But doing so off the back foot rather than the front robbed him of control, and with his bat coming across at an angle, the ball flew through the gate to take the top off.
Replays of the cartwheeling timber were immediately posted online in extreme slow-motion, in all its majesty.
Warner’s 30 had come from 14 balls, and Australia’s 43 from 32.
Pickled idiot may have missed seeing his team get on top
From the same members’ stand where the six had landed emerged one portly and pickled idiot whose day was already taking a toll, and who decided the best response to some brilliant cricket was to follow Warner up the walkway to the rooms, yelling abuse.
With only a low fence separating the two areas, it was too close for comfort, and prompted coach Darren Lehmann’s angry response at the post-play media conference, as well as CA’s formal complaint.
Ground officials were quick to emphasise they’d immediately thrown the man out.
If so, he missed seeing his team get on top.
Usman Khawaja became yet another batsman to fall just before a break, top-edging a sloppy pull shot to give Morkel his 298th wicket.
Smith became 299 after lunch, when he needlessly followed a short wide ball with no real intent, tipping a practice catch to Elgar at gully.
South Africa’s Morne Morkel celebrates the wicket of Australia’s Steven Smith. (AP: Halden Krog)
Then Shaun Marsh raised the milestone with a horrible cross-batted swipe at a full and wide ball, after having looked in excellent touch for his 26.
It made Morkel the fifth South African to reach the milestone, after Shaun Pollock, Makhaya Ntini, Allan Donald and Dale Steyn — a battery of quicks who gave so much to the game.
Bancroft had been battling through all this time, playing and missing, edging past his leg stump on several occasions, but also nailing the odd cover drive and cut shot on his way to a battling 50.
But an approaching interval did its trick again, this time the tea break falling as Bancroft fell, leg before for 77 in an eventual reward for a day’s fine bowling by Vernon Philander.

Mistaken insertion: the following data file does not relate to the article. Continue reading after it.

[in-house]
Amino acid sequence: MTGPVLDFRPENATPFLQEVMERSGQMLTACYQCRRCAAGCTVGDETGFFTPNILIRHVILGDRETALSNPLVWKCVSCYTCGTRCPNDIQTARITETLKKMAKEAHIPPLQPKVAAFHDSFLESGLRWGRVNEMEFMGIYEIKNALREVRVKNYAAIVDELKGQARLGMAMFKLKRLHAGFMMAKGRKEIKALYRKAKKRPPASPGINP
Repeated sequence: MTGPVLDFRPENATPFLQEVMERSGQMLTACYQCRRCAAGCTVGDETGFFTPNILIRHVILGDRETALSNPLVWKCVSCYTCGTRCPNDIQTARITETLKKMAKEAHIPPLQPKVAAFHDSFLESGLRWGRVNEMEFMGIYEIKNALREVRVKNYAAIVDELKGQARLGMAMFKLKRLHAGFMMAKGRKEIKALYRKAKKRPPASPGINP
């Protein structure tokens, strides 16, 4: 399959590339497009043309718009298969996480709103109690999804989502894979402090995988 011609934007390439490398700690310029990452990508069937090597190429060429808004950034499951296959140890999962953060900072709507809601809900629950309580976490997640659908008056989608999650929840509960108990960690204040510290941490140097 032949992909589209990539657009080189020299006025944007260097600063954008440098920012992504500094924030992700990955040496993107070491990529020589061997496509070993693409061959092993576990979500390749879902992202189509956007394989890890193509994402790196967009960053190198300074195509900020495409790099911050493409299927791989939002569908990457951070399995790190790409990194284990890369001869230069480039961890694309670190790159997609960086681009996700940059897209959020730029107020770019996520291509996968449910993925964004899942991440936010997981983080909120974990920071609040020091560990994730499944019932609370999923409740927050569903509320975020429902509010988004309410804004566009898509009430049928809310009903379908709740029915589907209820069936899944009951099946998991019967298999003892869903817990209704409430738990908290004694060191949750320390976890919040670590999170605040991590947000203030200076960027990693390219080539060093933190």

With the ball now reversing, Mitchell Marsh nicked Philander and joined Smith and Khawaja as batsmen dismissed for 5.
Rabada had Cummins and Mitchell Starc caught by AB de Villiers at third slip for 4 and 2.
It was now 8 for 175 — and real trouble loomed with Australia still 136 behind.
But Lyon had top-scored in Cape Town in 2011, to avoid the lowest ever Test total as Australia was rolled for 47.
This time, he looked a chance to top-score again, though eventually having to settle for making 47 all on his own.
His innings was the usual Lyon mix of audacious whacking, including some decent pull shots, uppercuts over gully, and clouts over cover.
One of these brought him undone as he searched for his first Test 50, giving Morkel a fourth wicket for the innings, but Lyon had still notched a new highest score.
More importantly, with Paine playing sentinel at the other end, he’d dragged the deficit down to something manageable.
Australia is still in this match, but with day three known by locals as the best batting day on Newlands pitches, there is plenty of hard work yet to be done.